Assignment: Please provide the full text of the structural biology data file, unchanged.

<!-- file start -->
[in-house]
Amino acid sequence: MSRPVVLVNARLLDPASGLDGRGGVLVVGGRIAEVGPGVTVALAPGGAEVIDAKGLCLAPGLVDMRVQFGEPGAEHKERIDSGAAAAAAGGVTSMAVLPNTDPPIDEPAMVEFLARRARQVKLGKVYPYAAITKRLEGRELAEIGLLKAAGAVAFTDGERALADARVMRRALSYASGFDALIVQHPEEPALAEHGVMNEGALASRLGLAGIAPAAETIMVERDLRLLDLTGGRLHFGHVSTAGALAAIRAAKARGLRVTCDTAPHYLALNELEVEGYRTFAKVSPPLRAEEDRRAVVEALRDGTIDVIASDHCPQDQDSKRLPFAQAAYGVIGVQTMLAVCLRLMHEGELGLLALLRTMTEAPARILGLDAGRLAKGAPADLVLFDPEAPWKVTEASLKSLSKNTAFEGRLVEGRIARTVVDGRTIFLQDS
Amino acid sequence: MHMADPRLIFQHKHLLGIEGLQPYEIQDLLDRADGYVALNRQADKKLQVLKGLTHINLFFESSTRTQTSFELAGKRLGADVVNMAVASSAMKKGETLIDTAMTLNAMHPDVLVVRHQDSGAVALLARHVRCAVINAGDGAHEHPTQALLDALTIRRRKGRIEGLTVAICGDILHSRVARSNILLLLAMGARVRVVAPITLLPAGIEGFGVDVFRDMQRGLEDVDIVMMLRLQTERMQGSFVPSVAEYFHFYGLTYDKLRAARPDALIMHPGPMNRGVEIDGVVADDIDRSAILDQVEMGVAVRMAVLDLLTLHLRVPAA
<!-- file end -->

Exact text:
[in-house]
Amino acid sequence: MSRPVVLVNARLLDPASGLDGRGGVLVVGGRIAEVGPGVTVALAPGGAEVIDAKGLCLAPGLVDMRVQFGEPGAEHKERIDSGAAAAAAGGVTSMAVLPNTDPPIDEPAMVEFLARRARQVKLGKVYPYAAITKRLEGRELAEIGLLKAAGAVAFTDGERALADARVMRRALSYASGFDALIVQHPEEPALAEHGVMNEGALASRLGLAGIAPAAETIMVERDLRLLDLTGGRLHFGHVSTAGALAAIRAAKARGLRVTCDTAPHYLALNELEVEGYRTFAKVSPPLRAEEDRRAVVEALRDGTIDVIASDHCPQDQDSKRLPFAQAAYGVIGVQTMLAVCLRLMHEGELGLLALLRTMTEAPARILGLDAGRLAKGAPADLVLFDPEAPWKVTEASLKSLSKNTAFEGRLVEGRIARTVVDGRTIFLQDS
Amino acid sequence: MHMADPRLIFQHKHLLGIEGLQPYEIQDLLDRADGYVALNRQADKKLQVLKGLTHINLFFESSTRTQTSFELAGKRLGADVVNMAVASSAMKKGETLIDTAMTLNAMHPDVLVVRHQDSGAVALLARHVRCAVINAGDGAHEHPTQALLDALTIRRRKGRIEGLTVAICGDILHSRVARSNILLLLAMGARVRVVAPITLLPAGIEGFGVDVFRDMQRGLEDVDIVMMLRLQTERMQGSFVPSVAEYFHFYGLTYDKLRAARPDALIMHPGPMNRGVEIDGVVADDIDRSAILDQVEMGVAVRMAVLDLLTLHLRVPAA